At Swiss International Air Lines, growth in seat load factor for June alone, compared with the year earlier, was five per cent. Finally, Finnair in Finland recorded a passenger growth rate of 6.3 per cent in June this year and said its low-cost arm, flynordic, continued to gain market share.
More direct air links between China and Spain are now available, since Spanish carrier Air Plus Comet launched a Madrid to Beijing service in July. The Spanish government also intends to launch a tourism drive in China. In Madrid, the international airport is also set to benefit from a fourth terminal early next year, which should increase capacity to over 70 million passengers per year.
Air France-KLM is teaming up with low-cost Brazilian airline, Gol, to form a partnership arrangement and enhance its position in the key South American market. At the time of going to press, it was also in talks with domestic Brazilian carrier, TAM, about linking up services out of Sao Paulo.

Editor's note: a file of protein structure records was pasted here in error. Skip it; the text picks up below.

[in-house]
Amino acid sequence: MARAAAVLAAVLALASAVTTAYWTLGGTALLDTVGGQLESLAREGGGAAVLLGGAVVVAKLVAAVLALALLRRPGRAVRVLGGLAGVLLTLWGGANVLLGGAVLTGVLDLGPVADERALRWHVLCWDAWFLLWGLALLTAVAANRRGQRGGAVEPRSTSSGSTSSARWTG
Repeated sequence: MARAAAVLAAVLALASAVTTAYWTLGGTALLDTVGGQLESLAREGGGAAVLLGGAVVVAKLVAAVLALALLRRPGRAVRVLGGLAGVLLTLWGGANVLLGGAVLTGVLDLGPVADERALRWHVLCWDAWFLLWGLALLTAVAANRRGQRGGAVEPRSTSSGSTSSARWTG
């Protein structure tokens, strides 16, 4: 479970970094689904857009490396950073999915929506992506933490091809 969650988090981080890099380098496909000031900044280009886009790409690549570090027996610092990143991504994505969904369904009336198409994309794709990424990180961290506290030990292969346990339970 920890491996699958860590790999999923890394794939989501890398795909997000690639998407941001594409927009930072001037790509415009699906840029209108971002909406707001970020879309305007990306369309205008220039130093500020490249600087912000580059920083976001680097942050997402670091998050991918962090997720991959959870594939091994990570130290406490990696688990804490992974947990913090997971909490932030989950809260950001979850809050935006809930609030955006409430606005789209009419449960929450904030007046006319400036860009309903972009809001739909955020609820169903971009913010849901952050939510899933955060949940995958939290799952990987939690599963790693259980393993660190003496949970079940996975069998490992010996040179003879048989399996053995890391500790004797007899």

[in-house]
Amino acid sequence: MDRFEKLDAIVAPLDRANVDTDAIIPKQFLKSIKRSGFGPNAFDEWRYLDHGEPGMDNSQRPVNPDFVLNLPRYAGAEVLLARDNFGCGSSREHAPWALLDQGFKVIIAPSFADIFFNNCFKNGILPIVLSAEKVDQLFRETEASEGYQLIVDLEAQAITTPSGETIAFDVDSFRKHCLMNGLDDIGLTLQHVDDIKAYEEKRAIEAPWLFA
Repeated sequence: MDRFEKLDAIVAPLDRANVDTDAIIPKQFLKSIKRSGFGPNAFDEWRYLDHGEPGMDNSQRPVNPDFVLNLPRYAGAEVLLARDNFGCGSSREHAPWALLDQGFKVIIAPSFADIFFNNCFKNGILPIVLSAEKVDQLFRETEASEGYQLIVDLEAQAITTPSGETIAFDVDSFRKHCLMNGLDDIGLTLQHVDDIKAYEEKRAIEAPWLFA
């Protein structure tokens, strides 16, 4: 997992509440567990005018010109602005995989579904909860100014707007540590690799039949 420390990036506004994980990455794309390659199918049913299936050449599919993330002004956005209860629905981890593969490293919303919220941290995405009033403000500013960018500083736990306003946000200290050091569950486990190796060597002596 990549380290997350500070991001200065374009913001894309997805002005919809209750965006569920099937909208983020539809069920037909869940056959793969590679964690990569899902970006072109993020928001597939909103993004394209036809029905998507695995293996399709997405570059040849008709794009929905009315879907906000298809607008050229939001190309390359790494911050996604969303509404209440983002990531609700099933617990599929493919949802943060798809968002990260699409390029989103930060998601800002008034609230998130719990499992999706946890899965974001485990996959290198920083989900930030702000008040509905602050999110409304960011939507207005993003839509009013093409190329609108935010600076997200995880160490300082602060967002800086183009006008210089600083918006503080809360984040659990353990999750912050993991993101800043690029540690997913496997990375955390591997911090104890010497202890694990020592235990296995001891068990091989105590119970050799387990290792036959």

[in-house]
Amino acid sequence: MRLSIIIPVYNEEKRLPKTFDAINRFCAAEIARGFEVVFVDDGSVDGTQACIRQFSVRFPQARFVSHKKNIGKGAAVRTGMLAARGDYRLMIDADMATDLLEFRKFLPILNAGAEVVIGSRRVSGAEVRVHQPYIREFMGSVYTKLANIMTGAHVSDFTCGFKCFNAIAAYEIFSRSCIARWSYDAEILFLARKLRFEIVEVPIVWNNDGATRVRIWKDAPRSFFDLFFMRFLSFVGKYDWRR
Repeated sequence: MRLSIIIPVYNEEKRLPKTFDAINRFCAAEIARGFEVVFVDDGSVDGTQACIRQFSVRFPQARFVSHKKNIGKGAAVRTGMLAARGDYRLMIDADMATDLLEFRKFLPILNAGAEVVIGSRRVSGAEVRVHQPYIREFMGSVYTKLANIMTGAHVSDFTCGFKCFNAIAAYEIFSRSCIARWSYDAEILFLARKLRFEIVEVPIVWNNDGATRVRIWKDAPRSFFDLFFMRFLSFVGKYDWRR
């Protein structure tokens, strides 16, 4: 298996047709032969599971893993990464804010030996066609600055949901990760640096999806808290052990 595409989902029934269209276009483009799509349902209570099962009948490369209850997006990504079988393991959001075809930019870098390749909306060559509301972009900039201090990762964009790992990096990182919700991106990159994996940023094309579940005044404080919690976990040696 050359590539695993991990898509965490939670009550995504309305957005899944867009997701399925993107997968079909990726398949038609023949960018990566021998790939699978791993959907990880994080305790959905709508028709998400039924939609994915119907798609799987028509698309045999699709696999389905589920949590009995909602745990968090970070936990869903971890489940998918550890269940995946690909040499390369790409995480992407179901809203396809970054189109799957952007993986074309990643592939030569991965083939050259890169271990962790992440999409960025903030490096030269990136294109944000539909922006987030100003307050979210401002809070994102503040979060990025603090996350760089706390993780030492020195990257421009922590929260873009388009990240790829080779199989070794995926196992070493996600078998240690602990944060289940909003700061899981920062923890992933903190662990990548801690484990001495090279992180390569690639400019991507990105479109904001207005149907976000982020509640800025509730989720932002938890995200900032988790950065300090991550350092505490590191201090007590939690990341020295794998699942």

A new low-cost airline is set to take off in Mexico, after the government opened up the industry to competition and announced incentives for low-cost carriers. Vuela is being set up by a television company, Televisa, and three other backers. "Mexico presents an attractive opportunity for Vuela because it is a large market with good potential," said Televisa in a statement.
Live television on an international flight will soon be a reality for Singapore Airlines customers. The airline is introducing live news broadcasts and sports programmes as part of its inflight entertainment from next year. "With the introduction of broadband Internet and now live international TV, we bring the real-time environment into the cabin and to our customers," said Yap Kim Wah at the airline.